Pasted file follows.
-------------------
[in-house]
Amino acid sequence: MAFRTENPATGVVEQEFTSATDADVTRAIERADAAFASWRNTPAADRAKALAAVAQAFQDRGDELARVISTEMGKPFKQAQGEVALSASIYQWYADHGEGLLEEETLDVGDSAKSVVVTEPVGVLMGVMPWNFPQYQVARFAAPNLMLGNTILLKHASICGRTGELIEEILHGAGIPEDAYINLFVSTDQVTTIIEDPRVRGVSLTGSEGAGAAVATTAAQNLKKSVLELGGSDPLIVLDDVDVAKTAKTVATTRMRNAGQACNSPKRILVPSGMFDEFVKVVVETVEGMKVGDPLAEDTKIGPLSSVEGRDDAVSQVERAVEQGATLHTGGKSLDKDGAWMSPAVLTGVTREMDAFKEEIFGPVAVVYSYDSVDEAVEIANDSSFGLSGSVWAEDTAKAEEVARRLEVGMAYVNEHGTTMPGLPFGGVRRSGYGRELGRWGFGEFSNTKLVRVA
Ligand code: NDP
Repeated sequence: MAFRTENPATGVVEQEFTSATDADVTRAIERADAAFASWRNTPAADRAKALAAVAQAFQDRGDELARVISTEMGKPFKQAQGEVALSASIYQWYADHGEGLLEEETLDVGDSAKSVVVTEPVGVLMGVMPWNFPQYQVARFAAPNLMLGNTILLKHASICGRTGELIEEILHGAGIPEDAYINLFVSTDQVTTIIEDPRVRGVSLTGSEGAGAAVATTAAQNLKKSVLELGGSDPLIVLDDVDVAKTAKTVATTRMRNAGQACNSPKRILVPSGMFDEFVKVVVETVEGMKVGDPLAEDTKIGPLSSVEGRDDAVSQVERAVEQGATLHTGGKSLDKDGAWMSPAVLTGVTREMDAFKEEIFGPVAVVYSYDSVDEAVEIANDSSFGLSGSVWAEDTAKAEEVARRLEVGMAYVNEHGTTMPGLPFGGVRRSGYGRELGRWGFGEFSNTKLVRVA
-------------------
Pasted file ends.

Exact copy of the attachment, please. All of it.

[in-house]
Amino acid sequence: MAFRTENPATGVVEQEFTSATDADVTRAIERADAAFASWRNTPAADRAKALAAVAQAFQDRGDELARVISTEMGKPFKQAQGEVALSASIYQWYADHGEGLLEEETLDVGDSAKSVVVTEPVGVLMGVMPWNFPQYQVARFAAPNLMLGNTILLKHASICGRTGELIEEILHGAGIPEDAYINLFVSTDQVTTIIEDPRVRGVSLTGSEGAGAAVATTAAQNLKKSVLELGGSDPLIVLDDVDVAKTAKTVATTRMRNAGQACNSPKRILVPSGMFDEFVKVVVETVEGMKVGDPLAEDTKIGPLSSVEGRDDAVSQVERAVEQGATLHTGGKSLDKDGAWMSPAVLTGVTREMDAFKEEIFGPVAVVYSYDSVDEAVEIANDSSFGLSGSVWAEDTAKAEEVARRLEVGMAYVNEHGTTMPGLPFGGVRRSGYGRELGRWGFGEFSNTKLVRVA
Ligand code: NDP
Repeated sequence: MAFRTENPATGVVEQEFTSATDADVTRAIERADAAFASWRNTPAADRAKALAAVAQAFQDRGDELARVISTEMGKPFKQAQGEVALSASIYQWYADHGEGLLEEETLDVGDSAKSVVVTEPVGVLMGVMPWNFPQYQVARFAAPNLMLGNTILLKHASICGRTGELIEEILHGAGIPEDAYINLFVSTDQVTTIIEDPRVRGVSLTGSEGAGAAVATTAAQNLKKSVLELGGSDPLIVLDDVDVAKTAKTVATTRMRNAGQACNSPKRILVPSGMFDEFVKVVVETVEGMKVGDPLAEDTKIGPLSSVEGRDDAVSQVERAVEQGATLHTGGKSLDKDGAWMSPAVLTGVTREMDAFKEEIFGPVAVVYSYDSVDEAVEIANDSSFGLSGSVWAEDTAKAEEVARRLEVGMAYVNEHGTTMPGLPFGGVRRSGYGRELGRWGFGEFSNTKLVRVA